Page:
We then visited the flower market beside the larger market. Colombia is the second largest exporter of roses as well as orchids. We saw so many familiar flowers including baby’s breath, gladiolus ,and snapdragons to mention a few. The cool, moist climate of this area is ideal for growing fruits and vegetables according to Sebastian.P1090094.jpg

We then went back to our van to drive up to Montserrat, a favorite tourist attraction at 11,000 feet above sea level. The climb to the top was a challenge but the views  were well worth the climb. The sanctuary at the top was dedicated to the Montserrat Lady in 1640. This hill is believed to be the residence of the Sun God and an hill opposite is dedicated to the Moon God.P1090126.jpg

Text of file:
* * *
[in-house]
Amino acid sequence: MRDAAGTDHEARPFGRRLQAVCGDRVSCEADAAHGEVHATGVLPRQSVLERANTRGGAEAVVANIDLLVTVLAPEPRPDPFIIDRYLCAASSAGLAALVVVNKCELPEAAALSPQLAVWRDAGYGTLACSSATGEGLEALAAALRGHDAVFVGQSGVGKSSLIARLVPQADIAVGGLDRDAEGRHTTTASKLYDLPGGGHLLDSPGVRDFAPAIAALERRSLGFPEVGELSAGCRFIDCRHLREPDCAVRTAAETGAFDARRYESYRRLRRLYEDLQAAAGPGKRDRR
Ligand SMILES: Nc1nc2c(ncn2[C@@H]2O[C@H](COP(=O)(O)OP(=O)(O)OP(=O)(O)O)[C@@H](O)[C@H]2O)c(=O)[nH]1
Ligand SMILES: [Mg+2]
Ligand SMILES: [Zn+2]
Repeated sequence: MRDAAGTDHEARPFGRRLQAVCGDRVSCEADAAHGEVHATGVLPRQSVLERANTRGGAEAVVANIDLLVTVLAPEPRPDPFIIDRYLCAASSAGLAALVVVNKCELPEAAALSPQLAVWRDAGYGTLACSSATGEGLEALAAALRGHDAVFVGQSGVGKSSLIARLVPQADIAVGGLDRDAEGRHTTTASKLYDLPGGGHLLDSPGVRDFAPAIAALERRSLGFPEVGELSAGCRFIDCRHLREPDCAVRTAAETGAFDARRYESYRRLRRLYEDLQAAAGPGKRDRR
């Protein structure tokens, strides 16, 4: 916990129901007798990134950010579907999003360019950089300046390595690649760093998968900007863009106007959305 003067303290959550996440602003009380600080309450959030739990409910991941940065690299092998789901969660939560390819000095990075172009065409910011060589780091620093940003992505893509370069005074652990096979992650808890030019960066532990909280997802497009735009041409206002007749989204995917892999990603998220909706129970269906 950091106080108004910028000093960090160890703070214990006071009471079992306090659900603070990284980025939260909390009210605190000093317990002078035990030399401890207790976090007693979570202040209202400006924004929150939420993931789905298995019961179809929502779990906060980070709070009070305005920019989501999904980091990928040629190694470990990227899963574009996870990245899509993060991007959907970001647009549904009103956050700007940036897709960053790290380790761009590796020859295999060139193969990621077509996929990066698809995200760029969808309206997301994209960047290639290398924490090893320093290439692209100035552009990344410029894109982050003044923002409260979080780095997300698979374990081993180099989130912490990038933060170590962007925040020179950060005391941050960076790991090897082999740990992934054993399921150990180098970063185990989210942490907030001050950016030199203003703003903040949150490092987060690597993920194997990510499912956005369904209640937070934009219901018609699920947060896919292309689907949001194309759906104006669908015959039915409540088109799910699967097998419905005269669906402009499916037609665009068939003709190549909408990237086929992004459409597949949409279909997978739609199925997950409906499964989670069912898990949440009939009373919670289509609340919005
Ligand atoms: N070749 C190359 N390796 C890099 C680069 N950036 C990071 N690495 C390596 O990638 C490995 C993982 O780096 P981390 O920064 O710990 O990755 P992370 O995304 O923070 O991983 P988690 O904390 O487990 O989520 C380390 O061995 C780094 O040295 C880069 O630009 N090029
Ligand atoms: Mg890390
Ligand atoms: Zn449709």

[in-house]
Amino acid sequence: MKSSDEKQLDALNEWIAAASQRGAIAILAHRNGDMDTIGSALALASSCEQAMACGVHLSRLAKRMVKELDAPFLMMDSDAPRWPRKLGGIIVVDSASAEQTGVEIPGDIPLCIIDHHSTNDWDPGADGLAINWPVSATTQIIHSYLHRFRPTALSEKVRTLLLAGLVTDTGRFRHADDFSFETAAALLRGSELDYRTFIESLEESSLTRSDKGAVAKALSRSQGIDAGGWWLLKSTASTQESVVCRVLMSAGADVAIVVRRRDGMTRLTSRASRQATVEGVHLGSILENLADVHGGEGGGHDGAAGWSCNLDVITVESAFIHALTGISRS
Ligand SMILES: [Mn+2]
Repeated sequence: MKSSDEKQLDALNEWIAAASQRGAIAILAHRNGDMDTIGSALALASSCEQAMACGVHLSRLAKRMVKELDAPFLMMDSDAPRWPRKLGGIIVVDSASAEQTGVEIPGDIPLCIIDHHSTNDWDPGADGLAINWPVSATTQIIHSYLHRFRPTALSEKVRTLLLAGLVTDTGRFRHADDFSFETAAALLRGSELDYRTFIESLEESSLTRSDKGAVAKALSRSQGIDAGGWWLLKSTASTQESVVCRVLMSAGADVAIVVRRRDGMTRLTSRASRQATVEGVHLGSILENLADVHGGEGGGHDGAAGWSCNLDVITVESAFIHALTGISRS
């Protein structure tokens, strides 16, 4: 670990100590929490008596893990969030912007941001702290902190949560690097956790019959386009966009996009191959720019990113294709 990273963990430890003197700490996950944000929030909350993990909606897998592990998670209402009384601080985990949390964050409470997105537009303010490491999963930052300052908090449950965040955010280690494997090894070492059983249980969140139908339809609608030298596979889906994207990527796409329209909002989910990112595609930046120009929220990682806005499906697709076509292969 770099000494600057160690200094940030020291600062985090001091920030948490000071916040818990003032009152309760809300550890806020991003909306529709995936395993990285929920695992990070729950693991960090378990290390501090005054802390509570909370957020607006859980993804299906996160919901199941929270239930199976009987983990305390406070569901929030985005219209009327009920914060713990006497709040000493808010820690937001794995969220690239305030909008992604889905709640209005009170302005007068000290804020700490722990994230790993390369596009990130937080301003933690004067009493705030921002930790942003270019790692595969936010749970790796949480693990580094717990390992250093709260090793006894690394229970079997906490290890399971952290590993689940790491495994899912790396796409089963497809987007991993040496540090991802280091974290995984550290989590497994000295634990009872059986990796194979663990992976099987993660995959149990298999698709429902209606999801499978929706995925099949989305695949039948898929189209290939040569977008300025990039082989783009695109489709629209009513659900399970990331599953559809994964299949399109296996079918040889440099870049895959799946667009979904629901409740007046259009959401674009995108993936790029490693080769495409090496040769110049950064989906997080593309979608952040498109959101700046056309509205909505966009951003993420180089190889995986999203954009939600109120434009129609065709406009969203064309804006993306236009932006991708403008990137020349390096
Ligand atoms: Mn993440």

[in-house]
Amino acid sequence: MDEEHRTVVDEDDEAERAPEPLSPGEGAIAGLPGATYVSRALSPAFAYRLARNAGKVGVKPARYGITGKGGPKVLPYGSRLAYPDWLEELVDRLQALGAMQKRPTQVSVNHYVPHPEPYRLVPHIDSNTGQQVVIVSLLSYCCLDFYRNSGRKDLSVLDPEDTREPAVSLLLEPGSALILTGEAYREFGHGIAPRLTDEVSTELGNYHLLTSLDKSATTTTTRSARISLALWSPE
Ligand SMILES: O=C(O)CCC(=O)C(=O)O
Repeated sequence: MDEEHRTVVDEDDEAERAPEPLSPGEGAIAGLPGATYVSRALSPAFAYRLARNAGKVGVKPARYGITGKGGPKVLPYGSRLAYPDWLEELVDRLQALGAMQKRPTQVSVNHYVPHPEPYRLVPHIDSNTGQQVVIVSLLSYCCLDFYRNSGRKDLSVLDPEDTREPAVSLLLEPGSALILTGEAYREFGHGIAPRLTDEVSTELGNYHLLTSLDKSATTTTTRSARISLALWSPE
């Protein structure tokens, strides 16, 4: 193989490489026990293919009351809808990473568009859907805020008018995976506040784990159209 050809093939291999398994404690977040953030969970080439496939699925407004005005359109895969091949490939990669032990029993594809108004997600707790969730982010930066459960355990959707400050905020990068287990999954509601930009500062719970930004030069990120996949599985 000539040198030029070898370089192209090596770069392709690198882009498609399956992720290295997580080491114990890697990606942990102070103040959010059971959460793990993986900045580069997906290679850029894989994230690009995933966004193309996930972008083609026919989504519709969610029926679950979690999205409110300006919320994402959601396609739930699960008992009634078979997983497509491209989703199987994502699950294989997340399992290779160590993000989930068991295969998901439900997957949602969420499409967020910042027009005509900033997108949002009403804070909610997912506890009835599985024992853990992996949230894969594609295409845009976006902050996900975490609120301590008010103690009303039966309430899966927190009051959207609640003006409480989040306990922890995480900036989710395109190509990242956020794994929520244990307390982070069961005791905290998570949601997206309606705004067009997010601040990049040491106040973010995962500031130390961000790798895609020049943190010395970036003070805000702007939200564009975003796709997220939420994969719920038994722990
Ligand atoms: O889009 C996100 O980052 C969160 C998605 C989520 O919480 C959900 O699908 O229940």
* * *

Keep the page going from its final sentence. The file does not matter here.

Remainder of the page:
Our next stop was the historic La Candelaria district with its colonial homes, graffiti and narrow streets. Here we encountered something unique in Colombia at least to the degree to which it plays a cultural role. In response to street graffiti. municipalities organized programs where talented would-be artists are assigned a public area to create a graffiti expressing their personal feelings and message. These are frequently powerfull and make a strong impression . P1090111.jpg P1090112.jpgLa Candelaria is described as the heart and soul of Bogota. The area, the oldest in Bogota,  began from humble surroundings. A long street of government buildings leads into La Plaza Bolivar where the parliament and cathedral are located. Here we enjoyed watching visitors placing corn on their hands or heads for a pigeon photo.  The statue of Simon Bolivar in the center was the first statue erected in the city.